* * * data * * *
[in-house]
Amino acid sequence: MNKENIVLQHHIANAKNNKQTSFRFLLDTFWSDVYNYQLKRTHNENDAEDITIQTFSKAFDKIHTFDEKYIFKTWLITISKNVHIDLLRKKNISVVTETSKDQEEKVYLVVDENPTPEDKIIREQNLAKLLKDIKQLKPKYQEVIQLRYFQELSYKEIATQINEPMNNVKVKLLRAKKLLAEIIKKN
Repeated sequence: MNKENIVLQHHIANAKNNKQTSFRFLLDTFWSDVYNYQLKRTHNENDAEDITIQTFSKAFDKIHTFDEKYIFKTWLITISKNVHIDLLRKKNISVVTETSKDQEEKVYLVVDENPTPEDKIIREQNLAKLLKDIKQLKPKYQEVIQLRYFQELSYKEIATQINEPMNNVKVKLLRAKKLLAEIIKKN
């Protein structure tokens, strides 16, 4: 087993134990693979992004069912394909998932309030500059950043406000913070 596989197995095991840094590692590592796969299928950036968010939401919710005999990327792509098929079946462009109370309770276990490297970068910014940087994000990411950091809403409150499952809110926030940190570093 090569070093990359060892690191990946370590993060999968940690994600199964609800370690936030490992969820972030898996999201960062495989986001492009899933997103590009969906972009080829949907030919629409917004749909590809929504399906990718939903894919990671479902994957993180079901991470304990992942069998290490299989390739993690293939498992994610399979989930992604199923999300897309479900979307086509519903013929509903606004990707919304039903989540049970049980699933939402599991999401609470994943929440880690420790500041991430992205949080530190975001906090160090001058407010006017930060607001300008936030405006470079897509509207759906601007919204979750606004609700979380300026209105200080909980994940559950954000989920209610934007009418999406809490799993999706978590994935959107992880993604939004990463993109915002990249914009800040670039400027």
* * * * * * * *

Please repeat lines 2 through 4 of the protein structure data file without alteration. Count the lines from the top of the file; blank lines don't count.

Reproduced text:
Amino acid sequence: MNKENIVLQHHIANAKNNKQTSFRFLLDTFWSDVYNYQLKRTHNENDAEDITIQTFSKAFDKIHTFDEKYIFKTWLITISKNVHIDLLRKKNISVVTETSKDQEEKVYLVVDENPTPEDKIIREQNLAKLLKDIKQLKPKYQEVIQLRYFQELSYKEIATQINEPMNNVKVKLLRAKKLLAEIIKKN
Repeated sequence: MNKENIVLQHHIANAKNNKQTSFRFLLDTFWSDVYNYQLKRTHNENDAEDITIQTFSKAFDKIHTFDEKYIFKTWLITISKNVHIDLLRKKNISVVTETSKDQEEKVYLVVDENPTPEDKIIREQNLAKLLKDIKQLKPKYQEVIQLRYFQELSYKEIATQINEPMNNVKVKLLRAKKLLAEIIKKN
């Protein structure tokens, strides 16, 4: 087993134990693979992004069912394909998932309030500059950043406000913070 596989197995095991840094590692590592796969299928950036968010939401919710005999990327792509098929079946462009109370309770276990490297970068910014940087994000990411950091809403409150499952809110926030940190570093 090569070093990359060892690191990946370590993060999968940690994600199964609800370690936030490992969820972030898996999201960062495989986001492009899933997103590009969906972009080829949907030919629409917004749909590809929504399906990718939903894919990671479902994957993180079901991470304990992942069998290490299989390739993690293939498992994610399979989930992604199923999300897309479900979307086509519903013929509903606004990707919304039903989540049970049980699933939402599991999401609470994943929440880690420790500041991430992205949080530190975001906090160090001058407010006017930060607001300008936030405006470079897509509207759906601007919204979750606004609700979380300026209105200080909980994940559950954000989920209610934007009418999406809490799993999706978590994935959107992880993604939004990463993109915002990249914009800040670039400027």